• Living arrangements can also be a point of contention and stress for a couple who is separating. If a couple were living together, arrangements will need to be made as to where each person will live, and whether the couple’s home will be maintained by one or other party. These negotiations will be more complicated if there are children involved. Whether a couple decides to stay together or separate, it is hugely beneficial to enlist the help of a professional in order to reduce relationship conflict and distress, which can have a serious impact on children, as well as the couple (2).


Although we may not realise it at the time, how we end a relationship can have a very strong impact on our future relationships. If we think back on previous relationship breakups, it becomes clear that hurts and upsets that were the result of past breakups stay with us for many years to come.

With the help of a relationship counsellor or psychologist, couples can evaluate what worked and what did not work in their relationship. A mediated separation and breakup can allow us to break free of misguided beliefs and misconceptions that might otherwise stay with us for years to come. For example, we may believe that if we had just been supportive enough, strong enough, trusted enough and on and on, things would have worked out. The reality may be that we were two people whose needs and desires changed and outgrew each other. Or it may be that what we thought was deep love was really deep lust and the lust wore off. Whatever the reasons for the breakup, working with a counsellor through the process will allow us to do our own emotional work and more clearly understand the events surrounding the ending of our relationship. This work can be done together in a relationship counselling setting or some couples prefer to work on these aspects of the relationship independently with their own private therapist or counsellor. (This article is electronically protected – Copyright © Associated Relationship & Marriage Counsellors Sydney)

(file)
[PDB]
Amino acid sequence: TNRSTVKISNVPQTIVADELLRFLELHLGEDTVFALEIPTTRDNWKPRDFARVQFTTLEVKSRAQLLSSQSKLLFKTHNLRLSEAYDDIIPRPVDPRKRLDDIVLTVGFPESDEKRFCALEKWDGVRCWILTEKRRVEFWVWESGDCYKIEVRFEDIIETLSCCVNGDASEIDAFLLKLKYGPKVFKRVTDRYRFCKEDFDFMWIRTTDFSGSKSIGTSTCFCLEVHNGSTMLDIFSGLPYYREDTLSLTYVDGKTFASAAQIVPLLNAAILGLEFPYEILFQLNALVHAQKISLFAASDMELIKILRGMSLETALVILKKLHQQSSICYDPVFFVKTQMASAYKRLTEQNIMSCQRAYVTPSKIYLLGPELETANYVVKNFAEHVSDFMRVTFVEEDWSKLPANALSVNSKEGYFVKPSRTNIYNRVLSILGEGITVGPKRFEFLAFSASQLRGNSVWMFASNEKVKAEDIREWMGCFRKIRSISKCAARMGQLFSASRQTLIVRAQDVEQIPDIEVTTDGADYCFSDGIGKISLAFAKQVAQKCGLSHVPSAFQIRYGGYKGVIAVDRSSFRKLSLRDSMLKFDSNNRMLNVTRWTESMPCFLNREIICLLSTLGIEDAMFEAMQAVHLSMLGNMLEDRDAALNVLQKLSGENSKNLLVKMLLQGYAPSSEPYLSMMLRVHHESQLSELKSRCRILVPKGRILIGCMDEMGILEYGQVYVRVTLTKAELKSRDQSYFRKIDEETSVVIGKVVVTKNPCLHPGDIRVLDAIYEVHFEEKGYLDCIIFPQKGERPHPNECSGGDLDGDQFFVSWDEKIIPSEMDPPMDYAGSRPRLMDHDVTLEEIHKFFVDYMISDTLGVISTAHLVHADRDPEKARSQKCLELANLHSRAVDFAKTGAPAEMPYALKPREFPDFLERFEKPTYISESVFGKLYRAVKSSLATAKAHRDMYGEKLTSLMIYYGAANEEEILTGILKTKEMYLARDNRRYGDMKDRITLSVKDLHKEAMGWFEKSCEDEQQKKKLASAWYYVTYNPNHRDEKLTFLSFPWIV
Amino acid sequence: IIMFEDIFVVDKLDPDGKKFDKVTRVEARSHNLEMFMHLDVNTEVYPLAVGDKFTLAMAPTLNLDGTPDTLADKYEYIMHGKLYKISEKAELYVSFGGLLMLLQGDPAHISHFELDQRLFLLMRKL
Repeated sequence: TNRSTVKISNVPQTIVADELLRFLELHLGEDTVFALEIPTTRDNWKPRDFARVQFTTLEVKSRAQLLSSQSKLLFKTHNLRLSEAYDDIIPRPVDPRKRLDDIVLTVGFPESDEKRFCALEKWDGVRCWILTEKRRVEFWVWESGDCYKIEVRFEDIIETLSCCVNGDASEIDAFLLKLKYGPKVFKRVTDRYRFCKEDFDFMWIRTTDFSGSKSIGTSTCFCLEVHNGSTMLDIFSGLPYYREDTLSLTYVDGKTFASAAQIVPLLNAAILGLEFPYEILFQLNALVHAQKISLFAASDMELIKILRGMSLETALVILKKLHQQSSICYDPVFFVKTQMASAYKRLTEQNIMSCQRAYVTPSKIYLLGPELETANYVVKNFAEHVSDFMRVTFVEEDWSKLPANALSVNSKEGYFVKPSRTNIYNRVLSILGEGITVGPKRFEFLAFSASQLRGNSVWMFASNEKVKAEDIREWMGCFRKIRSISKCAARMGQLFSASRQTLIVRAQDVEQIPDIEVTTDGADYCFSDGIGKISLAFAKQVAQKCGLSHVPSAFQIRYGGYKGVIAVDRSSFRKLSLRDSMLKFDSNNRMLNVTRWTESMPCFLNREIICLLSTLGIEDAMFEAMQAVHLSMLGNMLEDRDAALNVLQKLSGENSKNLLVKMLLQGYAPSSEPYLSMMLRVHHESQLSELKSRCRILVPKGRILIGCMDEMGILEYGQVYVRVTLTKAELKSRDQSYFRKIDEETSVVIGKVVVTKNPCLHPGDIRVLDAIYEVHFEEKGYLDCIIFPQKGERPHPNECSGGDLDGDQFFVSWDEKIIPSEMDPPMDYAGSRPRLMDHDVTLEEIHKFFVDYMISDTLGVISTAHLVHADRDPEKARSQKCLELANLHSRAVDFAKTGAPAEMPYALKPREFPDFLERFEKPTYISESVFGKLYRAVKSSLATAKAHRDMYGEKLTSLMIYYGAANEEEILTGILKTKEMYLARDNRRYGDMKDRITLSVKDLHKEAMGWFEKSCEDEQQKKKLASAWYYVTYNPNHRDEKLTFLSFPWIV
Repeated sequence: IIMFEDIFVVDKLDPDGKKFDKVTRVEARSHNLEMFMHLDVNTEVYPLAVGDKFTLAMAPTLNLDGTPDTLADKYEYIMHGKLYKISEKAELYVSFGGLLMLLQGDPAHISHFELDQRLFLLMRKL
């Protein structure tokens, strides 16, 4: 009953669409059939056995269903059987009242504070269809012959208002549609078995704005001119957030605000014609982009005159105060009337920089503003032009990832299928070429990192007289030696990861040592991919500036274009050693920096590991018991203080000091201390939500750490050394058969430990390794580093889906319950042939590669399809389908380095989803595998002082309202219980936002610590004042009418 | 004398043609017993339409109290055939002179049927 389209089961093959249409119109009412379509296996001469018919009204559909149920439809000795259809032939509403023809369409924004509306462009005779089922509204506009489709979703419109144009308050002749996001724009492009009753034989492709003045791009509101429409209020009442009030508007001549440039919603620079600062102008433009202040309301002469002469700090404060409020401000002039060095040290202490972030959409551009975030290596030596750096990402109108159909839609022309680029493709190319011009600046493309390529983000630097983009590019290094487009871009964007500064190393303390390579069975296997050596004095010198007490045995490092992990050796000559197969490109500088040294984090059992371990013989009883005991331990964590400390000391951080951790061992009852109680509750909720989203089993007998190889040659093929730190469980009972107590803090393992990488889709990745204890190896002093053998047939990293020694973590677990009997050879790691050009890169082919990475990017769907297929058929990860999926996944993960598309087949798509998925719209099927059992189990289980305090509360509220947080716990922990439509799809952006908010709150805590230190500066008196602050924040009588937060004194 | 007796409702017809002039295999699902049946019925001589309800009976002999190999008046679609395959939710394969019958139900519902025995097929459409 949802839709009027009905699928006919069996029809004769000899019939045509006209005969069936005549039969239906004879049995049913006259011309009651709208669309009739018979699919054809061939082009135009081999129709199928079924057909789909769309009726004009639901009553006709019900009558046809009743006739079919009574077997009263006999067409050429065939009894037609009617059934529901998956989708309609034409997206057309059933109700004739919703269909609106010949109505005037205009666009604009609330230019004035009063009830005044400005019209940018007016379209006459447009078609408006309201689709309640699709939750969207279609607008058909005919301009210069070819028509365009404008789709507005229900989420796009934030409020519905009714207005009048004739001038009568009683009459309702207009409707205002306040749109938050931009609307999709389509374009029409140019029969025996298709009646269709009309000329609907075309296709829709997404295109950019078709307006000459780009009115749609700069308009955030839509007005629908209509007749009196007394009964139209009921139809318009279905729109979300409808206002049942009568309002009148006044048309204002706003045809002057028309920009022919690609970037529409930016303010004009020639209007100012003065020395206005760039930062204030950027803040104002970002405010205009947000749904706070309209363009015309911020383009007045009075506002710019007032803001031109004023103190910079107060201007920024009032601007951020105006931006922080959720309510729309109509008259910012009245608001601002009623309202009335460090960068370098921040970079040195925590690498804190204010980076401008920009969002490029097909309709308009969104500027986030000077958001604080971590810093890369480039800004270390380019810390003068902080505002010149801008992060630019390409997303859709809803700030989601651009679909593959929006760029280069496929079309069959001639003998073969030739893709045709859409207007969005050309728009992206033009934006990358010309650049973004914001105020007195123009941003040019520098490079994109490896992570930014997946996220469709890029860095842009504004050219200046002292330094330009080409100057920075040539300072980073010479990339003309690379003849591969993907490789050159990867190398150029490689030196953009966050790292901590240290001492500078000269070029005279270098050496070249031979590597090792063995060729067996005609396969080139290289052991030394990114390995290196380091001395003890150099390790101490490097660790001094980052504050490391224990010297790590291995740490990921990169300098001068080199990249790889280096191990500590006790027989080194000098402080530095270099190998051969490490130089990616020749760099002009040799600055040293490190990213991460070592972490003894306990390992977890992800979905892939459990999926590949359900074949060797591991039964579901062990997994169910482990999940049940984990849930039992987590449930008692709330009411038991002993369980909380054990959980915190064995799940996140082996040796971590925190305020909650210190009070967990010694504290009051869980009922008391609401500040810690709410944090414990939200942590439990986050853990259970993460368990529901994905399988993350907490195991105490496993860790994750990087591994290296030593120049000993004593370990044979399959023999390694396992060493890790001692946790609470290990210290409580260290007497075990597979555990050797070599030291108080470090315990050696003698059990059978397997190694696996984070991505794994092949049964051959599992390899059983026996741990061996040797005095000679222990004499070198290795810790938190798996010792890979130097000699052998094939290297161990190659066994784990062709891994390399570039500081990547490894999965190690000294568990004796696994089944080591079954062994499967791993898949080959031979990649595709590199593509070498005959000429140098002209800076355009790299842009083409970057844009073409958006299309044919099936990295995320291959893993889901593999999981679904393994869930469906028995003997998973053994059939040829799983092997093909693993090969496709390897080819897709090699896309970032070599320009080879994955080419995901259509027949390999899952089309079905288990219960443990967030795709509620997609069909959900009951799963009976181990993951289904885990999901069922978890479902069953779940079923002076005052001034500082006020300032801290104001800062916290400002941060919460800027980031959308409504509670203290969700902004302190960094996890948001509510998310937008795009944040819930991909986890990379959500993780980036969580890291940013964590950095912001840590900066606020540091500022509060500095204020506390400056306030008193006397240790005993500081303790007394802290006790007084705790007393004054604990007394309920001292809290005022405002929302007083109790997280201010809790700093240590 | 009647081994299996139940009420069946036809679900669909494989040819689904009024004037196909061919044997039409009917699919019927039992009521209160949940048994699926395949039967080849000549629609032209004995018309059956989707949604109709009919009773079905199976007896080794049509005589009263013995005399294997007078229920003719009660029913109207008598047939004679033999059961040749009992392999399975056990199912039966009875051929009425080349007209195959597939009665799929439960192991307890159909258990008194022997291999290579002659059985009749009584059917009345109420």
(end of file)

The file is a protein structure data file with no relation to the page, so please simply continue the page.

If you feel that your relationship is failing, or you just want to evaluate where your relationship is at, you may find that talking with a professional couples counsellor, psychologist or therapist may be very helpful. For more information or to schedule a consultation with a qualified relationship counsellor, contact Associated Relationship & Marriage Counsellors Sydney.


  • 1
    Blanchard, V. L., Hawkins, A. J., Baldwin, S. A., & Fawcett, E. B. (2009). Investigating the effects of marriage and relationship education on couples’ communication skills: a meta-analytic study. Journal of Family Psychology, 23(2), 203.
  • 2
    Cui, M., & Fincham, F. D. (2010). The differential effects of parental divorce and marital conflict on young adult romantic relationships. Personal relationships, 17(3), 331-343.